The Government has announced new planning rules intended to save music venues and theatres from demolition or redevelopment in the wake of the Coronavirus crisis.
Communities Secretary Robert Jenrick unveiled the new rules on Sunday 12 July, meaning councils will now “need to take the temporary impact of coronavirus into account when considering permission for change of use, redevelopment or demolition”.
The new policy should protect struggling venues forced to close during the pandemic due to social distancing restrictions from opportunistic property developers.
Jenrick said: “Our theatres, concert halls and live music performance venues are the envy of the world and are central to our cultural heritage.
“It is vital they are properly protected by the planning system for both people today to enjoy and future generations.”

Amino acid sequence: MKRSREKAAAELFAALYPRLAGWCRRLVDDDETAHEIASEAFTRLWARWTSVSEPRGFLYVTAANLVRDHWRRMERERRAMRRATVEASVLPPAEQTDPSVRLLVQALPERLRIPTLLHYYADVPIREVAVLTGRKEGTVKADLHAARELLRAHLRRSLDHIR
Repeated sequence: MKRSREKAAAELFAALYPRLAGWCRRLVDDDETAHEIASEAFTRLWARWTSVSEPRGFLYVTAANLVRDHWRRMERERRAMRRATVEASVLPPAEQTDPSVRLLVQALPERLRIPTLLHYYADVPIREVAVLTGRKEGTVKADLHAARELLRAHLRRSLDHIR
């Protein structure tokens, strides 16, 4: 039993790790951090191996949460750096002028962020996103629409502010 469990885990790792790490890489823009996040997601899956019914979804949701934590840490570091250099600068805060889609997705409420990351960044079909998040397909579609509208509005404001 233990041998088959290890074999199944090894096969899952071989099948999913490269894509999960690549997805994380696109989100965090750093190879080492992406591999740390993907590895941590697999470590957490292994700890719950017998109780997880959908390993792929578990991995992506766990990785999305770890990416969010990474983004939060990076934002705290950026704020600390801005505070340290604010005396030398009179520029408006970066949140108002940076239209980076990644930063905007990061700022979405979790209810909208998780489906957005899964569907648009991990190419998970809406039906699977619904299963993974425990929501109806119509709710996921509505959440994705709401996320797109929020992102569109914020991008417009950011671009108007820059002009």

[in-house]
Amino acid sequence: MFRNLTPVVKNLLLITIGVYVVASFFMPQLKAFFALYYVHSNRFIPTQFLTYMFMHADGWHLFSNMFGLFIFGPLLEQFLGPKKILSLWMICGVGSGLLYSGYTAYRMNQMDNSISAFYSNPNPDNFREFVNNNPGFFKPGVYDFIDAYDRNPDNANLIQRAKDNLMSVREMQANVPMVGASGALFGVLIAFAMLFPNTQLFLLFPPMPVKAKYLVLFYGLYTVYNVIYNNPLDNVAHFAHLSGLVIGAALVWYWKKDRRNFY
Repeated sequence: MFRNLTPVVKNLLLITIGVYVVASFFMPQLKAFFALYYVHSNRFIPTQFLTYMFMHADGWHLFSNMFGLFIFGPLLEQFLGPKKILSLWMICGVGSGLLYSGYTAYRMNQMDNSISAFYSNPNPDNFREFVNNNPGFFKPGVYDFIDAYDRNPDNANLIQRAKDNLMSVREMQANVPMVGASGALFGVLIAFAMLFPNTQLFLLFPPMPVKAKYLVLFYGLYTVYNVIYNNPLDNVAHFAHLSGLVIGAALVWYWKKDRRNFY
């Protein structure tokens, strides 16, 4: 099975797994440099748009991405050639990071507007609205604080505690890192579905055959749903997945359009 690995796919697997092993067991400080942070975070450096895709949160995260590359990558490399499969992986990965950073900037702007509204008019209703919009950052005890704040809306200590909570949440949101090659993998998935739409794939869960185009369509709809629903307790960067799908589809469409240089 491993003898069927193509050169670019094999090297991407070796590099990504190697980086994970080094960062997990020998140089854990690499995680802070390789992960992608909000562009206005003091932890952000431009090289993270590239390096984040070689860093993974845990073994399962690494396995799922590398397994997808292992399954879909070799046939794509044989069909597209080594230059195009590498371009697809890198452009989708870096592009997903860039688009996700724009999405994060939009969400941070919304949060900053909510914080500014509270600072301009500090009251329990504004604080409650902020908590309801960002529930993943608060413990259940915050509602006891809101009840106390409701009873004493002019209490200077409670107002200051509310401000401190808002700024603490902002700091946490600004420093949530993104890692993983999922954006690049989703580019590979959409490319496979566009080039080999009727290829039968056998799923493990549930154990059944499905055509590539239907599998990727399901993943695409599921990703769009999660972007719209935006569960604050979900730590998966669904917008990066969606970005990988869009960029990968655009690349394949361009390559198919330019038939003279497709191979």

The Leadmill in Sheffield
The move follows the announcement earlier this month of a £1.57 billion rescue package to shore up the UK’s arts & culture industry, which has been left devastated by the pandemic.
The Government says the new planning rules will come into play with immediate effect and remain in place until the end of 2022.
There had been concerns for grassroots music venues following the announcement of Boris Johnson’s £250bn ‘Project Speed’ last month, which means developers “will no longer need a normal planning application to demolish and rebuild vacant and redundant residential and commercial buildings if they are rebuilt as homes.”
However, following a question from Welsh Labour MP Kevin Brennan, the Department for Digital, Culture, Media and Sport (DCMS) committed to protecting venues “rather than encouraging their change of use”.
Main image: 24 Kitchen Street/Baltic Weekender